When Simon, 17, and his four young sisters arrived at a refugee camp near the Kenyan border, he told us that all he could feel was relief. The responsibility of keeping his sisters safe had clearly been weighing heavily on him during their journey from South Sudan. A journey that Simon was forced to make on improvised wooden crutches, with an untreated gunshot wound in his left thigh.
Simon was shot in December 2016. His family had no food left so he was searching for honey and wild fruits to feed his sisters when he ventured into an area too close to the fighting. The health center near his village was abandoned so his injury has been left untreated and his leg is now severely affected. He walks slowly and is often in pain.
A difficult decision
Simon tells us that his parents felt they had no other option but to send the children to Kenya after struggling for years to keep the family together. They used to grow sorghum and vegetables for sale, which provided enough food for everyone and Simon was able to go school. But successive droughts meant they lost almost all of their crops and the war caused food prices to rise. They lived in constant fear of the fighting and became increasingly worried about Simon’s leg.
Safety and Hope
Having lived through such a long period of violence and uncertainty, Simon seems more mature and composed than most teenagers. He explains what happened to him in confident English and tells us that he has missed studying. He left his home with the hope that in Kenya he would be able to get proper treatment for his leg and an education for his sisters. Handicap International and partners will support him every step of the way, starting with new crutches and physical rehabilitation.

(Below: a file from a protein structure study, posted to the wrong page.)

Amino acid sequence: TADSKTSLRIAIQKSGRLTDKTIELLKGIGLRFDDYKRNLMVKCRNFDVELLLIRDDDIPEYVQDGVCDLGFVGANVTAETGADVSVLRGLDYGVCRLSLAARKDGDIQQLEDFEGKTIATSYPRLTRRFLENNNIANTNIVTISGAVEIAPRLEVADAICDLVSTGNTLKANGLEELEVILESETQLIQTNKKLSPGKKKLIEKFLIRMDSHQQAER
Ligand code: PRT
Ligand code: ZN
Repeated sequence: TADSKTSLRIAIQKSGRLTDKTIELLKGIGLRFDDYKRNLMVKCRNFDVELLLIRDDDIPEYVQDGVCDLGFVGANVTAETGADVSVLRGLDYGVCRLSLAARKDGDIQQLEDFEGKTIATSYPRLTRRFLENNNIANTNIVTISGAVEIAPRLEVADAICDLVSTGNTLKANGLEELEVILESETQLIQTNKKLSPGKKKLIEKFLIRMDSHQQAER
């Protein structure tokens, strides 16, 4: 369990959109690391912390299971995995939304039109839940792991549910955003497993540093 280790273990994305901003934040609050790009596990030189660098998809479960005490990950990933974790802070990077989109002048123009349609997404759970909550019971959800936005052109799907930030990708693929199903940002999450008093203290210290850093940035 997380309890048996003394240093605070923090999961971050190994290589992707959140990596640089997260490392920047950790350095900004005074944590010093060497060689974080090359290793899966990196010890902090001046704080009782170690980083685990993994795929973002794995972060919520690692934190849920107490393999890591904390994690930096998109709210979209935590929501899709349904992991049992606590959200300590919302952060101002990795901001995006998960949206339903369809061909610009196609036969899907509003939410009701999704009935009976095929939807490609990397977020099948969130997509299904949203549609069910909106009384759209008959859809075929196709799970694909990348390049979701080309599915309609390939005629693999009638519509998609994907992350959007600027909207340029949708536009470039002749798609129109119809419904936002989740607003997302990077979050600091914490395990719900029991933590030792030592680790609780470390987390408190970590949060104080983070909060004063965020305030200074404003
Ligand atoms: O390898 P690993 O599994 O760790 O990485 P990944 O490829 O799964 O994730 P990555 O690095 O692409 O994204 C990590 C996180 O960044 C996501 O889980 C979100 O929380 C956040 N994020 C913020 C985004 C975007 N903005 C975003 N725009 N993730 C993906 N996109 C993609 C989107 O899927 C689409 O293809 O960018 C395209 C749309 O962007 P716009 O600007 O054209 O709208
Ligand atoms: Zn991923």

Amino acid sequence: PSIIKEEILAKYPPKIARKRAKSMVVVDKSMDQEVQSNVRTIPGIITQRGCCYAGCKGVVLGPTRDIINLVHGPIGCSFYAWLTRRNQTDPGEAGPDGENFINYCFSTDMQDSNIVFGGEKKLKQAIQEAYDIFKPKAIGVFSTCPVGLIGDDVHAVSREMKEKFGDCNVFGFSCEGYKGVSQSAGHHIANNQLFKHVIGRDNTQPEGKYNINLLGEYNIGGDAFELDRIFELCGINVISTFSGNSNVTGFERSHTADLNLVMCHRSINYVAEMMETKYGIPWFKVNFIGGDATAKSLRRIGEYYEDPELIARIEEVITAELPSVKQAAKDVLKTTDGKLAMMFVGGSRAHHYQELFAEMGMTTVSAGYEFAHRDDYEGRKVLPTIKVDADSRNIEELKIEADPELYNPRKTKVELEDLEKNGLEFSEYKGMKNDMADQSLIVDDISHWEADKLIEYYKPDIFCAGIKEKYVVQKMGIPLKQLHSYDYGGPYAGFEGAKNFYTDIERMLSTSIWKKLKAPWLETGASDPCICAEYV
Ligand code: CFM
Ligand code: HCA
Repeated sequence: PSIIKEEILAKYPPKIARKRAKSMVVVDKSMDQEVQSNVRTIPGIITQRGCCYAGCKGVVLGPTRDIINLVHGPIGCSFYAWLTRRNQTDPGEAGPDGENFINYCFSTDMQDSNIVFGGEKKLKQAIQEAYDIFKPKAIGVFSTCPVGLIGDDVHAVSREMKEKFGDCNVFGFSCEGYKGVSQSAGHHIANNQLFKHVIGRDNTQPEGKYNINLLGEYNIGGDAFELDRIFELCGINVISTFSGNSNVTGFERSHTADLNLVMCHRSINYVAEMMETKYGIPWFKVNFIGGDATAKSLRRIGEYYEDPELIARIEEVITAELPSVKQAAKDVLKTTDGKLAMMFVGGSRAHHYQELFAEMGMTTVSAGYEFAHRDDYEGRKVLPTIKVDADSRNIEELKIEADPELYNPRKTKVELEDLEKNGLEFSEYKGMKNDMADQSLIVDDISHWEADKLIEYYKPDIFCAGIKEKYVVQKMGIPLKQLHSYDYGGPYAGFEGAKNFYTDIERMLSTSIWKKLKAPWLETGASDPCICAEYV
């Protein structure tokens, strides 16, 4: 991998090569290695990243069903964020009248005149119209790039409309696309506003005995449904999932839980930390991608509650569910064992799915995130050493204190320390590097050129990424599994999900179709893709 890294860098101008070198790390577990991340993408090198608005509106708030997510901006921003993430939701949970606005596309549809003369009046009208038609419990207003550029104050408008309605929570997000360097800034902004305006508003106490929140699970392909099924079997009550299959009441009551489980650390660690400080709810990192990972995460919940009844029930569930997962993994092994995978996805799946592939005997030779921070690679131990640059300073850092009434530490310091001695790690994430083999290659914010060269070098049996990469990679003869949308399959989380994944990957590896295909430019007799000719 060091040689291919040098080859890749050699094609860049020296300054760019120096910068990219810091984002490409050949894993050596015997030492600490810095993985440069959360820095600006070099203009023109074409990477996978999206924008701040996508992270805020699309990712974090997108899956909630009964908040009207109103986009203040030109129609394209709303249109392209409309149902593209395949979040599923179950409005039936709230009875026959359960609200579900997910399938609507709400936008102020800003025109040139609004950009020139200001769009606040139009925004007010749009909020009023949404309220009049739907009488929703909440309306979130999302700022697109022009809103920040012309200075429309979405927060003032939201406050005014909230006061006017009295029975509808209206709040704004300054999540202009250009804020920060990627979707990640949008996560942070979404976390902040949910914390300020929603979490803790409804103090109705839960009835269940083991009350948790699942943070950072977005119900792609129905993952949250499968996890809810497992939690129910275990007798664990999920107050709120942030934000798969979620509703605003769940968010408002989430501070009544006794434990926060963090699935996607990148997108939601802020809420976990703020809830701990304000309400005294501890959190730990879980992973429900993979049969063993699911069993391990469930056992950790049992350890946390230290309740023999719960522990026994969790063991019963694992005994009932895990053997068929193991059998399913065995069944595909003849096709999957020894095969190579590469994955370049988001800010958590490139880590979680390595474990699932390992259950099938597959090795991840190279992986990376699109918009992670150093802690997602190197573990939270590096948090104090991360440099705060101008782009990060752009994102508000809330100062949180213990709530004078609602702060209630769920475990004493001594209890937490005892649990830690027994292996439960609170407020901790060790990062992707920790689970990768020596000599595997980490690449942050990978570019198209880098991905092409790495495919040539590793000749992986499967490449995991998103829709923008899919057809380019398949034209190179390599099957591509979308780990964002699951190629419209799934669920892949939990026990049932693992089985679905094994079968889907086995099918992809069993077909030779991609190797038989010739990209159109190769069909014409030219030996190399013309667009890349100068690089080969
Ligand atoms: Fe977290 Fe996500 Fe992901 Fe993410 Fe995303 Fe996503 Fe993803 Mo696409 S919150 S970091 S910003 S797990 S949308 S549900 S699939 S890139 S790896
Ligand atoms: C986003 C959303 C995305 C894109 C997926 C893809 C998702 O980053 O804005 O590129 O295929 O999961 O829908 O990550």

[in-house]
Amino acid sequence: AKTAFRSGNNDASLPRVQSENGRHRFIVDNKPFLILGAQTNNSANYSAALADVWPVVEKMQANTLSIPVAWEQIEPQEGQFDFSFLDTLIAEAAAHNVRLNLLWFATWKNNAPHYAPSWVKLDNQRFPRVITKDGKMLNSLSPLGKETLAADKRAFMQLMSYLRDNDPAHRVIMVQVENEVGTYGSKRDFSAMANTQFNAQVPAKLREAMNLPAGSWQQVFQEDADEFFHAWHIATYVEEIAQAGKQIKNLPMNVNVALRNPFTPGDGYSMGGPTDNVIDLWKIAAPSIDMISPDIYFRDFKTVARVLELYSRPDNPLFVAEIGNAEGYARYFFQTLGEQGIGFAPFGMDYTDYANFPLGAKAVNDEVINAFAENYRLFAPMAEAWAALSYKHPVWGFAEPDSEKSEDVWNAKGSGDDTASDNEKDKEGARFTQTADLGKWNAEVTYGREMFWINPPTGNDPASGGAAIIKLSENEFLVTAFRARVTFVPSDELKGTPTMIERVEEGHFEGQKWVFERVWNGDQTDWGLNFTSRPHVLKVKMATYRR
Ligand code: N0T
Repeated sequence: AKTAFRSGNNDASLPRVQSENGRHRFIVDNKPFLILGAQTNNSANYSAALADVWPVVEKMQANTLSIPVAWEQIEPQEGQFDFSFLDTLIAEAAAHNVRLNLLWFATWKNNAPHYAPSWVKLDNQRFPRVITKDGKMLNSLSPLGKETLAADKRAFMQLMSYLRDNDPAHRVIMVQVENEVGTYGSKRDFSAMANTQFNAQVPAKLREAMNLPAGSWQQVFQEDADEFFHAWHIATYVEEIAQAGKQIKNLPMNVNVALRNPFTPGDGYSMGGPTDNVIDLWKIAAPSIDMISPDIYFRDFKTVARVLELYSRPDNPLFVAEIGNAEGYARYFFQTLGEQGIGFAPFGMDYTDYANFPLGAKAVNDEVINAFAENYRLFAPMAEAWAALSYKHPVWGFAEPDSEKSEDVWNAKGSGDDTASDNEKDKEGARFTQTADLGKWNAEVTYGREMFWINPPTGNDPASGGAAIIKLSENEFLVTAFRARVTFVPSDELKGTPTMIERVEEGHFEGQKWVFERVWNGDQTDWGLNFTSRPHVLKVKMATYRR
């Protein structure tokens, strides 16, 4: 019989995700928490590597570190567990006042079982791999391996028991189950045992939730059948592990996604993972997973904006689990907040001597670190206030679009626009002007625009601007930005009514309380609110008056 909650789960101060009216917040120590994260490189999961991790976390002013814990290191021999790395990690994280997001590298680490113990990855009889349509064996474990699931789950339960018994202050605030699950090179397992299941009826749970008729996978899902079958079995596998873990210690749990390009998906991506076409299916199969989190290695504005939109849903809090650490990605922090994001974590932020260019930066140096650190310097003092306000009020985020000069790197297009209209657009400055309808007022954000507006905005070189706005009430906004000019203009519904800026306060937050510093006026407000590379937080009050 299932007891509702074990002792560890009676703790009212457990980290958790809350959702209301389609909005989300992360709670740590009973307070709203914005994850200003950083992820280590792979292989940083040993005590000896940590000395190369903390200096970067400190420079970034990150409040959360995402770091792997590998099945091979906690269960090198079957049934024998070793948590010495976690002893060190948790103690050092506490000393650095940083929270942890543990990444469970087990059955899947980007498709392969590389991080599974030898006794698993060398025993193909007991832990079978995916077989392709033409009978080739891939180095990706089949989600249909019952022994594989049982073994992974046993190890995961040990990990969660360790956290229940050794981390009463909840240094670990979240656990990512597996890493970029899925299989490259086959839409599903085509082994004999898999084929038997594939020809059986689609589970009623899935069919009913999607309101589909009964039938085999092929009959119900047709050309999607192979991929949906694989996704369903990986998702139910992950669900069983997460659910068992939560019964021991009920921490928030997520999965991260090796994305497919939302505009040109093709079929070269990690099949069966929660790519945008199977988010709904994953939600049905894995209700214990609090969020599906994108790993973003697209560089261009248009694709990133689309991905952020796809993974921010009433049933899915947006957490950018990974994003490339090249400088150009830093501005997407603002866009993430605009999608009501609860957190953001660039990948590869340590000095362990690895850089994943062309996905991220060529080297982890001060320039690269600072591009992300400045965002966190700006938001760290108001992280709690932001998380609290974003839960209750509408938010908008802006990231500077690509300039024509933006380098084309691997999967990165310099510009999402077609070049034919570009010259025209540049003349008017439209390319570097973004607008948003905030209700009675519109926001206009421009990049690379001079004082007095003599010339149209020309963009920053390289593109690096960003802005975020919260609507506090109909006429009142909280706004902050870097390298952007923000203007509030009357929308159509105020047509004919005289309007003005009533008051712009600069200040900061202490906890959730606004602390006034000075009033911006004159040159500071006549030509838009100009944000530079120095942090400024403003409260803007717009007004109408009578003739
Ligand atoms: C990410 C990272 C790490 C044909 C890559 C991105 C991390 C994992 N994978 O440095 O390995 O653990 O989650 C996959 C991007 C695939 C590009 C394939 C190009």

The scale of the crisis
Simon’s story is part of a much larger disaster. 6 million people in South Sudan, approximately half of the population, are currently facing extreme food shortages. Thanks to concerted humanitarian intervention, the most severely affected areas are managing to stave off famine, but the UN food agency has warned that the crisis is actually worsening, with more people in need of food assistance than ever before.
1.9 million South Sudanese are internally displaced and a further 1.9 million are registered refugees in neighboring countries. Uganda alone currently hosts 977,746 South Sudanese refugees and, with thousands more arriving each day, will reach 1 million in the coming weeks. These are unprecedented circumstances, even for a country with a long history of welcoming refugees.
Handicap International's response
In South Sudan, Handicap International works primarily in camps to ensure that people with specific needs, including people with disabilities, the elderly, and other vulnerable groups, can access the services they need and are protected from abuse and discrimination.
We are also improving care for South Sudanese refugees in Ethiopia and Kenya. For example, we recently launched a health program in Ethiopia’s border camps that aims to provide a more certain future for refugee children with malnutrition.
Handicap International is alarmed by the number of South Sudanese refugees arriving in Uganda and is especially concerned for people who may need specific support. We do not have an existing presence Uganda, but due to the severity of this crisis, we are launching a new program.
East Africa Food Crisis appeal
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